Changing the flag has been a much discussed topic in the Hawkes Bay Today lately, and so it should be. Whatever the design our flag is a symbol of our nationhood, and nationhood goes right to the heart of how we perceive ourselves. One can only assume that it must be very important to know which symbol best represents us because the government is prepared to spend $26,000,000 finding this out.
However the nationhood which our flag represents is under threat. Currently we enjoy certain freedoms as a nation, such as an ability to pass laws which which benefit New Zealanders and are enforceable in New Zealand. Why would we want to give up the freedom to have total control over what we do within our borders, a freedom which was cost us so much blood to protect in WWI & WWII?
But giving up this freedom is exactly what is being proposed by the Trans-Pacific Partnership Agreement (TPPA). The TPPA is being touted as the mother of all free trade agreements. But it is not really a trade agreement – only five of twenty nine chapters are about what most people recognise as trade negotiations. If it was just a trade agreement, fewer people would be worried. But this is mainly about domestic laws. It is more about restricting the powers of signatory governments to regulate multi-national corporates.
So the TPPA is not really a trade agreement but more like a charter of rights for multi-national corporates. To my mind this is wrong on so many levels. For example, since when have oil companies been genuinely concerned about the environment or the communities they operate in? Yet if our government were to say ‘no oil & gas exploration above our aquifers’ then under the investor state dispute provisions proposed in the TPPA, oil & gas companies could sue our government (or in reality New Zealand tax payers) for damages. This sort of thing has already happened in Canada and South America so there is nothing to stop it happening here.
A similar thing is happening in Australia with American tobacco companies suing the Australian Government over their legislation for plain packaging. Frankly if we wanted to do plain packaging here in New Zealand why shouldn’t we be allowed to? Why should multi-national corporates be able to dictate what our laws should be?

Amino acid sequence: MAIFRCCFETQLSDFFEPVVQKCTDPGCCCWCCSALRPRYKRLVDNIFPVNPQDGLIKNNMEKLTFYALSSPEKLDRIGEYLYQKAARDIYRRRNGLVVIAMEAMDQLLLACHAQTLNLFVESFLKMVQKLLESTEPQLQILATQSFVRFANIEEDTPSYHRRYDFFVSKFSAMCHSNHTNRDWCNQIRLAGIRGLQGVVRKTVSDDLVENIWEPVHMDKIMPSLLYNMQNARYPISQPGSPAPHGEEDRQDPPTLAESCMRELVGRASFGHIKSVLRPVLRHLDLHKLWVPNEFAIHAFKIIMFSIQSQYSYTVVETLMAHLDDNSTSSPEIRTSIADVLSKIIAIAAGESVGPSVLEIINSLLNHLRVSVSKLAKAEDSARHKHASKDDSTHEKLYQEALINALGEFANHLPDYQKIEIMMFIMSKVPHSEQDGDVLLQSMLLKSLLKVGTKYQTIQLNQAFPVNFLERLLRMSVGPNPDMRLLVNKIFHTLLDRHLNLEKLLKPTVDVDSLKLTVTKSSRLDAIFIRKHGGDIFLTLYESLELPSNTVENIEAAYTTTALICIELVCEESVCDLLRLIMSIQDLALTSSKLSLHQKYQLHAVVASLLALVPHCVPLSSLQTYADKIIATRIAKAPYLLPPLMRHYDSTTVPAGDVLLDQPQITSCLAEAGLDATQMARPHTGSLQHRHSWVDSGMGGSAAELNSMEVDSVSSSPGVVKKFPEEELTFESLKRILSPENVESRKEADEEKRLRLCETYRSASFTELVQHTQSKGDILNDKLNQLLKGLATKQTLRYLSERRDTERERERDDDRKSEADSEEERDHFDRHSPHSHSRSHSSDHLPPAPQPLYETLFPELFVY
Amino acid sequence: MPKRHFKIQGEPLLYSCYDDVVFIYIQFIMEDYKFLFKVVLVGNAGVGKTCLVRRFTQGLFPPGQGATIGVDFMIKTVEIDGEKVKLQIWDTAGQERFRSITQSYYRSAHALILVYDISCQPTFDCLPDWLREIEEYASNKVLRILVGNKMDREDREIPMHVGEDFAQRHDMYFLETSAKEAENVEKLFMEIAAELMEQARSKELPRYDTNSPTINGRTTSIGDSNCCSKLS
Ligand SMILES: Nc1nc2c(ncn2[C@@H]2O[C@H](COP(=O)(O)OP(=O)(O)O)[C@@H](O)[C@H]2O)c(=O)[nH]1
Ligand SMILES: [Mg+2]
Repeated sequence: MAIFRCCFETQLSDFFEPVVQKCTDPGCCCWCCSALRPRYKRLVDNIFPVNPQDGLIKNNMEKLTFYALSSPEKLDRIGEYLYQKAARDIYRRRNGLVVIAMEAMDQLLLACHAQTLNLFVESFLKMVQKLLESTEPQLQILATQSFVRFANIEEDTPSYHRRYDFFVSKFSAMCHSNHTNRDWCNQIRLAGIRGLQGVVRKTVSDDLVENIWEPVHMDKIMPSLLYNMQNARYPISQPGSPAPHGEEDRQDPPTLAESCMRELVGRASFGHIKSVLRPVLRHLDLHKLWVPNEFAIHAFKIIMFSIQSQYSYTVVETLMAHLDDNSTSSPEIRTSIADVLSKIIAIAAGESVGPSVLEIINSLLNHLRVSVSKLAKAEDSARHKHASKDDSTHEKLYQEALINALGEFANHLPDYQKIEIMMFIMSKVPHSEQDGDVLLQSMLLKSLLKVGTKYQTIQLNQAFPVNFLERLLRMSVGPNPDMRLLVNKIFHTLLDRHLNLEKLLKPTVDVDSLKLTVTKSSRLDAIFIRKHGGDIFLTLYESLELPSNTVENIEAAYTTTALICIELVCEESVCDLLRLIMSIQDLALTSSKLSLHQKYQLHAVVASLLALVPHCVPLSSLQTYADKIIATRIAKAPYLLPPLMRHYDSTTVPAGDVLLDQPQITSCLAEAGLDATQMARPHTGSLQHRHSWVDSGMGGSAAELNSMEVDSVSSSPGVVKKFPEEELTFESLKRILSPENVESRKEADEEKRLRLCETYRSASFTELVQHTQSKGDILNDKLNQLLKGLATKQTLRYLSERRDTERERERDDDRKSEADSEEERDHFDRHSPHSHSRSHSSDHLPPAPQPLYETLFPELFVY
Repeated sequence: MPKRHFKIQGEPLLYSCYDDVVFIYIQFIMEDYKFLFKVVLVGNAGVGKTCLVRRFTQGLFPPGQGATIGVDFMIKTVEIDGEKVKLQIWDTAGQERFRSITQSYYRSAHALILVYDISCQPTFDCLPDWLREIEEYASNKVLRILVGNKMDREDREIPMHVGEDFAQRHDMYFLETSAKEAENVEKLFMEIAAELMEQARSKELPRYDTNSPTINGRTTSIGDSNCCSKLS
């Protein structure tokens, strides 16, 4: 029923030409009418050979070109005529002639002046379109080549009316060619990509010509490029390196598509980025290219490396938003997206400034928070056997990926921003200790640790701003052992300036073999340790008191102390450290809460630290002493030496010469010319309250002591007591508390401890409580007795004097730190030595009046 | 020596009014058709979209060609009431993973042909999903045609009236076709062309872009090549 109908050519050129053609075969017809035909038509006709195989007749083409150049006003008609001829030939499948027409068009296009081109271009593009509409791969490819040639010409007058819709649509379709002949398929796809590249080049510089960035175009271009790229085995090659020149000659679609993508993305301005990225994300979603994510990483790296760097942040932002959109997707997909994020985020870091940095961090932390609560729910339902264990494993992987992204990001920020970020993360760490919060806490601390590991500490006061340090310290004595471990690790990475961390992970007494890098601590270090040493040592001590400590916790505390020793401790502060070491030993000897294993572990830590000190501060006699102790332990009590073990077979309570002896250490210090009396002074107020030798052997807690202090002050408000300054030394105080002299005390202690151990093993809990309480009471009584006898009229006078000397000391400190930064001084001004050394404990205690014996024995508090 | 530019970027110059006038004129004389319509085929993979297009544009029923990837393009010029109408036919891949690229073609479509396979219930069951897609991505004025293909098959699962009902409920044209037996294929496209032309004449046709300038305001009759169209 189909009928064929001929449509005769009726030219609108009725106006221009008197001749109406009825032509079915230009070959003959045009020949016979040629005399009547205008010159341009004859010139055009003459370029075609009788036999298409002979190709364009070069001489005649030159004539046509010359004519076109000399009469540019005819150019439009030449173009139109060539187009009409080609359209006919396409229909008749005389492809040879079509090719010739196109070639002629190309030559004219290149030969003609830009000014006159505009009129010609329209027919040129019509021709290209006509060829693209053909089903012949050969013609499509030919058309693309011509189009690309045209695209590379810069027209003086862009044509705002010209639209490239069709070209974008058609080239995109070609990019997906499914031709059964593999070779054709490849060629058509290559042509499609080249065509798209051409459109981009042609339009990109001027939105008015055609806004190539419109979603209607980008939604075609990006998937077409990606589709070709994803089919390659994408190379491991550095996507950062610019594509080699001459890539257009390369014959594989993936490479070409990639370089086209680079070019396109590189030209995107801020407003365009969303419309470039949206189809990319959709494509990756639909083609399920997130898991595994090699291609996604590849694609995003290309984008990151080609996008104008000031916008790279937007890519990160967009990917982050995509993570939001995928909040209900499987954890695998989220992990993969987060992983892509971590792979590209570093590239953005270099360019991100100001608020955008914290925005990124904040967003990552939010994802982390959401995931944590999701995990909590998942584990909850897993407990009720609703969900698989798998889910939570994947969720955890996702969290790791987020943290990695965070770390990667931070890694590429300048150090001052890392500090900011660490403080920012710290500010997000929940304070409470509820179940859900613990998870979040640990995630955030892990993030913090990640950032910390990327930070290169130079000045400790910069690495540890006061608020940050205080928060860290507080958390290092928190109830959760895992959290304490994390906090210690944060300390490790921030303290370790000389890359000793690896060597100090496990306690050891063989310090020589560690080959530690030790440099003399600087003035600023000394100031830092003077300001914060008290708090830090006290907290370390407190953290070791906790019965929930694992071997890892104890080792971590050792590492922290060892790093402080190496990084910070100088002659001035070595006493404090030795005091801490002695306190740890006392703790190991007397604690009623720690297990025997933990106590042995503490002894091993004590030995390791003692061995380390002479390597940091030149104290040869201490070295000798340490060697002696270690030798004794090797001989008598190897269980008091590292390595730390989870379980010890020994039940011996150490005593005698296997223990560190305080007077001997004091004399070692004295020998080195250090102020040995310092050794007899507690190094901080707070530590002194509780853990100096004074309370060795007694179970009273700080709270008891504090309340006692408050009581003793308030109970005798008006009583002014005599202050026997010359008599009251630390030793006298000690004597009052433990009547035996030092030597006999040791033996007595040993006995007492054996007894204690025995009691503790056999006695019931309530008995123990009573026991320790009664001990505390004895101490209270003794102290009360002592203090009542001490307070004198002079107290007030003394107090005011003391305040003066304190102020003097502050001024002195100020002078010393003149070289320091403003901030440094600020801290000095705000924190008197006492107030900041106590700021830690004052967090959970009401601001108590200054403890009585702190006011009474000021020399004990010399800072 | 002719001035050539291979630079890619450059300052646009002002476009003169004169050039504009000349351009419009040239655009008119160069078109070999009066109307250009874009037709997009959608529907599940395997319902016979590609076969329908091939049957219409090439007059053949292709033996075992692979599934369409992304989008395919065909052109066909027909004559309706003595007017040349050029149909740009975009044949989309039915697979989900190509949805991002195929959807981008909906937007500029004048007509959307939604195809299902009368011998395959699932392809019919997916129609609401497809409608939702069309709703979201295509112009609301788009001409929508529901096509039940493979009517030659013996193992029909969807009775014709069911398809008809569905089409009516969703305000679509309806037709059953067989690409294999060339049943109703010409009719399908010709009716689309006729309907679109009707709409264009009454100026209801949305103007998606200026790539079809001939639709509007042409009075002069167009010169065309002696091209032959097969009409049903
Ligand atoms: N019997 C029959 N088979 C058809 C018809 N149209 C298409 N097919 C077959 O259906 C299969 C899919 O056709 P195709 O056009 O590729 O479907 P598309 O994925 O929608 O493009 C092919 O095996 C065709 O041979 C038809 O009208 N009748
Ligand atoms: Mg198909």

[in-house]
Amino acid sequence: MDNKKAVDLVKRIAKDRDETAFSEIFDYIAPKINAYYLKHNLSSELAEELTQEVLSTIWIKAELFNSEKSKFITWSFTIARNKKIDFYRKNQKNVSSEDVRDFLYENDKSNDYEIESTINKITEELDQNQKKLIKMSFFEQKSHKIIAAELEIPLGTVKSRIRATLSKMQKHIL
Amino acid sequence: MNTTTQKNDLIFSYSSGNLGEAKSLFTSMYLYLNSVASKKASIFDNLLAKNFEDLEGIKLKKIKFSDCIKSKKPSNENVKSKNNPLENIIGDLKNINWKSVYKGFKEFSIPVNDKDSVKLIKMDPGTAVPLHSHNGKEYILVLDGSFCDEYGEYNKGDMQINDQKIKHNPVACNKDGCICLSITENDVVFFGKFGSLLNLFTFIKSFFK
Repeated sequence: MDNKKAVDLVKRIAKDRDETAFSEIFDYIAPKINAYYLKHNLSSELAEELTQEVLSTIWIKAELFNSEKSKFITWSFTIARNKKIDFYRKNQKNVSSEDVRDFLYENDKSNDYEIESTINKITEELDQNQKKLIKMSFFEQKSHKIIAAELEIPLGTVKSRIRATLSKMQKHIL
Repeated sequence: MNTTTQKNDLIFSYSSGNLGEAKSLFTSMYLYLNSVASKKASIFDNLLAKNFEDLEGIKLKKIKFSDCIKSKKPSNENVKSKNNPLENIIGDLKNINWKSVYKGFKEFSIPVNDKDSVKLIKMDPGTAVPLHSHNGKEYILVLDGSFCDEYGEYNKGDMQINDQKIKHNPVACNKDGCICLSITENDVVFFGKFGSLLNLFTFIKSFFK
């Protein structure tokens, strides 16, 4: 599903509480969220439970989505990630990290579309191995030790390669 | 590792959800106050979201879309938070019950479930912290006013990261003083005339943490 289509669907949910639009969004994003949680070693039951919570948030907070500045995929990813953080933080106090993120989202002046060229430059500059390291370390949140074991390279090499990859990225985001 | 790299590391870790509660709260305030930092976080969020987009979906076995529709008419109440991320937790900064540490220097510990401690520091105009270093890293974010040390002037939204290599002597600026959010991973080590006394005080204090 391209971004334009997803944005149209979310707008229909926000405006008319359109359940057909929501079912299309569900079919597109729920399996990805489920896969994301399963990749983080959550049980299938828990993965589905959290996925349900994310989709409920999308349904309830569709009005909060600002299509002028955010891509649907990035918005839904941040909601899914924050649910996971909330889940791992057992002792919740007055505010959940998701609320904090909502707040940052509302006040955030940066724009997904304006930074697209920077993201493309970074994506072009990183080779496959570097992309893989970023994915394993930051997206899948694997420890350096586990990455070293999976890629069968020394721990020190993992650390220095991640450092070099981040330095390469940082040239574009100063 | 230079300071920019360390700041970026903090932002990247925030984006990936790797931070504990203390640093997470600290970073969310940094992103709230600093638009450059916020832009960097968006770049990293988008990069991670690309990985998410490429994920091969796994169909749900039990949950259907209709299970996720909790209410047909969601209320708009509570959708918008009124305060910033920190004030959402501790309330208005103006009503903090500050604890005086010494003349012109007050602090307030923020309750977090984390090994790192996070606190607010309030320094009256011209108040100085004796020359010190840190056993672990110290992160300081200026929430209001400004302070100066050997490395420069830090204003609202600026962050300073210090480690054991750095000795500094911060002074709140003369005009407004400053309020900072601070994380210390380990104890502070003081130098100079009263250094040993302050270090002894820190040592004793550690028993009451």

There are many other concerns to be had about the TPPA but one of the more pressing is around Pharmac. As Consumer magazine recently pointed out “While the government says it won’t make changes to Pharmac, changes to the way the pharmaceutical patents work haven’t been ruled out. The main concern of Fair Deal is that the overseas industry groups are pushing for specific rules about pharmaceuticals that would lead to higher prices being paid by public agencies (such as Pharmac) for medicines.” Do we really want to pay more for our medicines?
One comment on Gordon Campbell’s recent blog post on TPPA (Gordon Campbell on the last rites for the TPP 1/10/14) stated “it becomes apparent that it was only really ever going to benefit us when it was first proposed, ie with the initial four countries (Brunei, Chile, New Zealand, Singapore). We all had different industries and products that we could trade among each other. With the 14-headed monster and the US in particular involved, it became a corporate bullying platform.” I tend to agree with this statement given that it is the influence of multi-national corporates that has turned the TPPA from being a trade agreement, to a corporate rights agreement. It therefore no longer benefits New Zealand as it could have done.
I have to wonder, if it is worth spending $26,000,000 finding our our views on the flag, then why nothing is going to be spent on finding out our views about the TPPA before it is signed? NZ Trade Minister Tim Groser, continues to plough ahead with negotiations regardless and that’s why it is important for the citizens of New Zealand to demonstrate that our nationhood means more than the look of our flag. Even though I don’t agree with them all, I relish the fact that our parliament has the freedom to create it’s own laws which have to be abided to by everyone within our borders. I don’t want some faceless multi-national corporate dictating what our laws should look like. That’s why I’m speaking at the rally hosted by It’s Our Future – Kiwis concerned about the TPPA, which is being held on the Napier City Council Steps, 231 Hastings St, Napier, Saturday 8th Nov at 1pm. You are welcome to join me.